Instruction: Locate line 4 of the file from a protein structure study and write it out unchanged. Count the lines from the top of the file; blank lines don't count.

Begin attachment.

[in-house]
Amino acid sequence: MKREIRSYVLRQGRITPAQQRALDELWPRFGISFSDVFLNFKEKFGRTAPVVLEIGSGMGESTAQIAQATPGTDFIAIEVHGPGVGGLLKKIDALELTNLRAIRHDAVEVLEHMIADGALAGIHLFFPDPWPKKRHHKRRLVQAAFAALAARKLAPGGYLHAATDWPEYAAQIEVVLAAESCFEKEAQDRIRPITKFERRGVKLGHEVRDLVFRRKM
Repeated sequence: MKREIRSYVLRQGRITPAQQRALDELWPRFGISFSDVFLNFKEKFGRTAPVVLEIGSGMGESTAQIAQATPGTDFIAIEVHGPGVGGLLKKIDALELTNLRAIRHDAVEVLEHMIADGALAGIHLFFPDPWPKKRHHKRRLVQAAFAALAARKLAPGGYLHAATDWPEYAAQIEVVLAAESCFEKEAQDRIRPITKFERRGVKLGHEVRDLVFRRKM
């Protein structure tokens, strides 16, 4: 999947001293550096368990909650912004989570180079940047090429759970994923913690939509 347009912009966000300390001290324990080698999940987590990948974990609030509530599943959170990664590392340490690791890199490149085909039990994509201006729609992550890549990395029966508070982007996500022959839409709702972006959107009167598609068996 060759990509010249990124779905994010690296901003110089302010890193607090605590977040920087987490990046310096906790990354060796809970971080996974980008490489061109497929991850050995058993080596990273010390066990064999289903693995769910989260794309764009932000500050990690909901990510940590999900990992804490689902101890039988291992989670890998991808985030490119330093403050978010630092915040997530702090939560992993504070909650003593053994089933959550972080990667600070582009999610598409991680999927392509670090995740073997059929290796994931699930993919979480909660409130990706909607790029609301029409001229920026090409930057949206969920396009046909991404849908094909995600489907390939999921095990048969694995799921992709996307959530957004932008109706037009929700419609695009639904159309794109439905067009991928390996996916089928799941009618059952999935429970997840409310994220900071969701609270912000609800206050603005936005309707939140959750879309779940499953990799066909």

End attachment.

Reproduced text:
């Protein structure tokens, strides 16, 4: 999947001293550096368990909650912004989570180079940047090429759970994923913690939509 347009912009966000300390001290324990080698999940987590990948974990609030509530599943959170990664590392340490690791890199490149085909039990994509201006729609992550890549990395029966508070982007996500022959839409709702972006959107009167598609068996 060759990509010249990124779905994010690296901003110089302010890193607090605590977040920087987490990046310096906790990354060796809970971080996974980008490489061109497929991850050995058993080596990273010390066990064999289903693995769910989260794309764009932000500050990690909901990510940590999900990992804490689902101890039988291992989670890998991808985030490119330093403050978010630092915040997530702090939560992993504070909650003593053994089933959550972080990667600070582009999610598409991680999927392509670090995740073997059929290796994931699930993919979480909660409130990706909607790029609301029409001229920026090409930057949206969920396009046909991404849908094909995600489907390939999921095990048969694995799921992709996307959530957004932008109706037009929700419609695009639904159309794109439905067009991928390996996916089928799941009618059952999935429970997840409310994220900071969701609270912000609800206050603005936005309707939140959750879309779940499953990799066909």